William Hill’s CEO, Ulrik Bengtsson, has a positive outlook on how the company tackled the difficulties of 2020. It was a year of highs and lows, not only for its business in the UK, but its expansion into the US sports betting market too. Bengtsson said:
“2020 was a year like no other. It tested our agility and flexibility and we delivered, keeping our customers and team safe, whilst materially improving our competitive position through product enhancements and geographical expansion. The offer received for the Group recognises the substantial progress we have made as well as the opportunities and challenges ahead of us.”
William Hill has also been making headway in the US, where state by state the sports betting market is opening up. Last year it experienced a surge in its online growth there, pushing net growth up by 32%. However, lockdown restrictions kept casinos closed for long periods, and American sports events were disrupted too. As part of a pre-existing agreement with Caesars, William Hill took over its sportsbooks.
Despite the pressures of the pandemic, William Hill was able to expand its US operations into five new states. It also launched its mobile platform in five states, causing net revenue to grow 121% during the final quarter. Both CBS Sports and ESPN, two us the US’s most popular sports media groups, now feature William Hill’s odds and betting apps.
Without a doubt, the biggest news for William Hill in 2020 was its acquisition by Caesars Entertainment. The boards of both companies announced that they had reached an agreement on September 30th, which would see Caesars buy out all of William Hills’ assets for a price of 272p per share. On November 19th, shareholders agreed to the terms of the acquisition.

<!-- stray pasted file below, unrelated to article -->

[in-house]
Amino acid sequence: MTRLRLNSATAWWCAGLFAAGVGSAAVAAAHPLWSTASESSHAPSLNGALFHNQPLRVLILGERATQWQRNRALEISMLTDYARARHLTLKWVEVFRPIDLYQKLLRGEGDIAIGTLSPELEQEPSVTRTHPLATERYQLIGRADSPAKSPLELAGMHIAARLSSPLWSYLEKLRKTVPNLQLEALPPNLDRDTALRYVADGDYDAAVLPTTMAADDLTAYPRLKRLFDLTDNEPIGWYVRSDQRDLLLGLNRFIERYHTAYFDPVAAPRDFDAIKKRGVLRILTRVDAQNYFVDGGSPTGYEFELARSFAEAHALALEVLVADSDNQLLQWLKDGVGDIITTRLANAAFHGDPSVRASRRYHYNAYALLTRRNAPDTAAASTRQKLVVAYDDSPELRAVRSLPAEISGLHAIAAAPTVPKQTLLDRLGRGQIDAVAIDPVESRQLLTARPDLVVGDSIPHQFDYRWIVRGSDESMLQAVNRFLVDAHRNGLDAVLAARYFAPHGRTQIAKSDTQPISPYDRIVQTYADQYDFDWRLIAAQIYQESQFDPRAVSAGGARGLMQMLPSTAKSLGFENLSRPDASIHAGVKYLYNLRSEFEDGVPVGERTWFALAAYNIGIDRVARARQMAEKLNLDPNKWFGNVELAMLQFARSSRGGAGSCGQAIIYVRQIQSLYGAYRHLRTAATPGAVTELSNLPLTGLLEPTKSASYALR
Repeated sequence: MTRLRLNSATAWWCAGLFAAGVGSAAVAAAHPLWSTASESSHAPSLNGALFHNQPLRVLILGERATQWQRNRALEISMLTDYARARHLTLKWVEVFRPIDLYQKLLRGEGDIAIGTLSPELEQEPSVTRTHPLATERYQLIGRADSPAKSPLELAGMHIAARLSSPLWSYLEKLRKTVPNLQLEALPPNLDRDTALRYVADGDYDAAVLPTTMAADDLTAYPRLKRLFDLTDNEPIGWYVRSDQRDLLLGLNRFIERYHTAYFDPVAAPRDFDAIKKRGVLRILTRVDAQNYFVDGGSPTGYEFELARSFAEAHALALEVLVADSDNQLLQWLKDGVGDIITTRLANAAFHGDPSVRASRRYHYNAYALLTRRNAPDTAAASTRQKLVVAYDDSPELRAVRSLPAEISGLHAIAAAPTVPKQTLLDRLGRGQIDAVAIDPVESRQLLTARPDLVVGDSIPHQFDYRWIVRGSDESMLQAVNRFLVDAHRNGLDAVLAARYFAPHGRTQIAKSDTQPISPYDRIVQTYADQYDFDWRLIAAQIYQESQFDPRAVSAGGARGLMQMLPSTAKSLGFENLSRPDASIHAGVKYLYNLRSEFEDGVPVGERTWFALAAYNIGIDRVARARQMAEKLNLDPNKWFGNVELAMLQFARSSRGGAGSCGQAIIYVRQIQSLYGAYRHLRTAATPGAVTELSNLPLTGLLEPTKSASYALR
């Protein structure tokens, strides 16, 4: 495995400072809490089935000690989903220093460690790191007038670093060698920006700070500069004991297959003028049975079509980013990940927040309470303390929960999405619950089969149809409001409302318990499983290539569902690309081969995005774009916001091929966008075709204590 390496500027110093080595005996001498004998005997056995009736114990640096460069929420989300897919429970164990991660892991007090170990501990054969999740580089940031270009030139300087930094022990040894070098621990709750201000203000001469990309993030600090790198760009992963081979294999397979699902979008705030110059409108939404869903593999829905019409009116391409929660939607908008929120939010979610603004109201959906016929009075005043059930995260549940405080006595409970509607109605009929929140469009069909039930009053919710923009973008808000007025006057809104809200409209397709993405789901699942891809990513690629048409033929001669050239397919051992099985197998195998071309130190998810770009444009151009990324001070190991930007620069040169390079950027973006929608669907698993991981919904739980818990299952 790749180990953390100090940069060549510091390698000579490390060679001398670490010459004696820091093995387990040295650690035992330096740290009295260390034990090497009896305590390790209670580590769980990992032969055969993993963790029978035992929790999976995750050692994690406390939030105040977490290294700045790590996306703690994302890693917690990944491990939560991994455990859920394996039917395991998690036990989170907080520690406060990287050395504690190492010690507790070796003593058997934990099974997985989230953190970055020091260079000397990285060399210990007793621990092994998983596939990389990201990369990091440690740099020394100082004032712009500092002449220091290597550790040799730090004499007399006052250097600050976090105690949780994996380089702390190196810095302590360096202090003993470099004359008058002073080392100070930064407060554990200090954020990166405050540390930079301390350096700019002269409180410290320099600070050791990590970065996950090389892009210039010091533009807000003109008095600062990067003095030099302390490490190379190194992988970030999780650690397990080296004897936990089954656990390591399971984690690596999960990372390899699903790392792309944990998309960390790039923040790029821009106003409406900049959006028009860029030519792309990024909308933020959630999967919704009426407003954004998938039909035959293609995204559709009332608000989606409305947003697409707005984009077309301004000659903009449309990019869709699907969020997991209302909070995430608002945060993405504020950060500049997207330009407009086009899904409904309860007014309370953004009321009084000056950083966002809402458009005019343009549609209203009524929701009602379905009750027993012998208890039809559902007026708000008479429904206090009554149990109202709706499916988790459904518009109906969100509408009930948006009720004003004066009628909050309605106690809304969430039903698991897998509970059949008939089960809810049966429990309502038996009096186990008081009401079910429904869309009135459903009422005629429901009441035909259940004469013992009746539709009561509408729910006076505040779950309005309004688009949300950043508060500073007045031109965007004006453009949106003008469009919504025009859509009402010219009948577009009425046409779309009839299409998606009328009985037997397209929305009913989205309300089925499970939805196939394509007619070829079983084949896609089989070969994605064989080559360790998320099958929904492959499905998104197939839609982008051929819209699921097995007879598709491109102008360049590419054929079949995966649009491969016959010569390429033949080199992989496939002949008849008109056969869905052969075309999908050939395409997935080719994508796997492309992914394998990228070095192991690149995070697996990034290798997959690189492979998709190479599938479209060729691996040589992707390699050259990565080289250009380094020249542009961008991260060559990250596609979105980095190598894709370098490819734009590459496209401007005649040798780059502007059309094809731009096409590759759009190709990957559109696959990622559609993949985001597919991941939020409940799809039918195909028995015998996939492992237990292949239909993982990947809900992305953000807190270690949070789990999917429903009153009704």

All Caesars needs to do now is obtain approvals from gaming authorities in the US. Once that has been done, it could be set to complete the acquisition as soon as March 2021. Caesars’ interest lies mainly in the value of William Hill’s wealth of experience in sports betting, something that most gambling operators in the US are lacking. Bengtsson added:
“I remain immensely proud of the William Hill team which has been relentless in its focus on delivering a great product and service to our customers, with player safety at its heart. Customer, Team, Execution have been our guiding lights through this unusual year, and they will remain so as we look forward through 2021.”
Despite the unprecedented pressures of the pandemic in 2020, the future looks bright for William Hill. Overall, its revenues did drop, but online interactions rose in response to a targeted strategy. It is making leaps and bounds in the US, although the future of William Hill’s UK operations remains uncertain, especially with the government’s review of the 2005 Gambling Act underway. William Hill will publish its financial results for 2020 soon. An announcement is to be made on February 24th.